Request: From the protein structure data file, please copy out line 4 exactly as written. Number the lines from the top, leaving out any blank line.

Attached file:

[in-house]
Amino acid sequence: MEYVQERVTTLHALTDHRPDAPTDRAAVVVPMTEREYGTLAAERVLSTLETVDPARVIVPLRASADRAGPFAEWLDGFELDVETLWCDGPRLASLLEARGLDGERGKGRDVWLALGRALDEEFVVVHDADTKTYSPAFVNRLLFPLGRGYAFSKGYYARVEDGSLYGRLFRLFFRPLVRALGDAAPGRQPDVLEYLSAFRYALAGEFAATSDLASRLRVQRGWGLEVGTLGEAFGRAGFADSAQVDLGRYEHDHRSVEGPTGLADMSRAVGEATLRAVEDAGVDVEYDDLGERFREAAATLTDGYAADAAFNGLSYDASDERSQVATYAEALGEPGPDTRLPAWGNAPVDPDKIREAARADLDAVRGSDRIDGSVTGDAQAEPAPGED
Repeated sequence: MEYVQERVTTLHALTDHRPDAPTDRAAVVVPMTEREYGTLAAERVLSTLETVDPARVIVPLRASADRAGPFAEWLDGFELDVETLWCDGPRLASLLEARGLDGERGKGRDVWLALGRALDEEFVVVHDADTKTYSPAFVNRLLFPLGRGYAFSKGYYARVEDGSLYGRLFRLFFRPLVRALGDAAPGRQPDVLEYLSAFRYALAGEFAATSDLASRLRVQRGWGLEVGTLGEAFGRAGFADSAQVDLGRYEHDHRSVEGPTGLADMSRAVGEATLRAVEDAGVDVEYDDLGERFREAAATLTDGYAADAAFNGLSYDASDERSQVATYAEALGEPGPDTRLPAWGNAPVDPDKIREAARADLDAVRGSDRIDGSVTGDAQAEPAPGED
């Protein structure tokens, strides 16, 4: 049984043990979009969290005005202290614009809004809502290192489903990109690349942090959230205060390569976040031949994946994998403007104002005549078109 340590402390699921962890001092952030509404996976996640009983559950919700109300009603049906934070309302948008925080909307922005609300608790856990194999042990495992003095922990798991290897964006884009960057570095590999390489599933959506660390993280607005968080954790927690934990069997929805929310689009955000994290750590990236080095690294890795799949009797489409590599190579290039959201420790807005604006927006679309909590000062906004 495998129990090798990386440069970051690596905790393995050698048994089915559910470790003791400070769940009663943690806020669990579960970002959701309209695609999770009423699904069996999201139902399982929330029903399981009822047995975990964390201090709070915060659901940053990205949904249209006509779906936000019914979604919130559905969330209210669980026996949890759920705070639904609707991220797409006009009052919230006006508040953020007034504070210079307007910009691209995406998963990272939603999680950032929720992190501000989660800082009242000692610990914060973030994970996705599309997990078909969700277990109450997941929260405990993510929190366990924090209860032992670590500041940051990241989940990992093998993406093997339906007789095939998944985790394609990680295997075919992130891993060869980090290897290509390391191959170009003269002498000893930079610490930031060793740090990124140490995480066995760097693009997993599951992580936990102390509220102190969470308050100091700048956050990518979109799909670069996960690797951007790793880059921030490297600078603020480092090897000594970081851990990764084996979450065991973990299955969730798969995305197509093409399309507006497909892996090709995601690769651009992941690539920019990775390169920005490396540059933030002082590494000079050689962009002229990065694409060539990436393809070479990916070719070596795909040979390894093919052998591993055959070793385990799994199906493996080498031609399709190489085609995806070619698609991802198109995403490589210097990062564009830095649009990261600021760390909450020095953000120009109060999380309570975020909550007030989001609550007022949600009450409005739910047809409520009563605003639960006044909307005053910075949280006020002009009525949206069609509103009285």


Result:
């Protein structure tokens, strides 16, 4: 049984043990979009969290005005202290614009809004809502290192489903990109690349942090959230205060390569976040031949994946994998403007104002005549078109 340590402390699921962890001092952030509404996976996640009983559950919700109300009603049906934070309302948008925080909307922005609300608790856990194999042990495992003095922990798991290897964006884009960057570095590999390489599933959506660390993280607005968080954790927690934990069997929805929310689009955000994290750590990236080095690294890795799949009797489409590599190579290039959201420790807005604006927006679309909590000062906004 495998129990090798990386440069970051690596905790393995050698048994089915559910470790003791400070769940009663943690806020669990579960970002959701309209695609999770009423699904069996999201139902399982929330029903399981009822047995975990964390201090709070915060659901940053990205949904249209006509779906936000019914979604919130559905969330209210669980026996949890759920705070639904609707991220797409006009009052919230006006508040953020007034504070210079307007910009691209995406998963990272939603999680950032929720992190501000989660800082009242000692610990914060973030994970996705599309997990078909969700277990109450997941929260405990993510929190366990924090209860032992670590500041940051990241989940990992093998993406093997339906007789095939998944985790394609990680295997075919992130891993060869980090290897290509390391191959170009003269002498000893930079610490930031060793740090990124140490995480066995760097693009997993599951992580936990102390509220102190969470308050100091700048956050990518979109799909670069996960690797951007790793880059921030490297600078603020480092090897000594970081851990990764084996979450065991973990299955969730798969995305197509093409399309507006497909892996090709995601690769651009992941690539920019990775390169920005490396540059933030002082590494000079050689962009002229990065694409060539990436393809070479990916070719070596795909040979390894093919052998591993055959070793385990799994199906493996080498031609399709190489085609995806070619698609991802198109995403490589210097990062564009830095649009990261600021760390909450020095953000120009109060999380309570975020909550007030989001609550007022949600009450409005739910047809409520009563605003639960006044909307005053910075949280006020002009009525949206069609509103009285």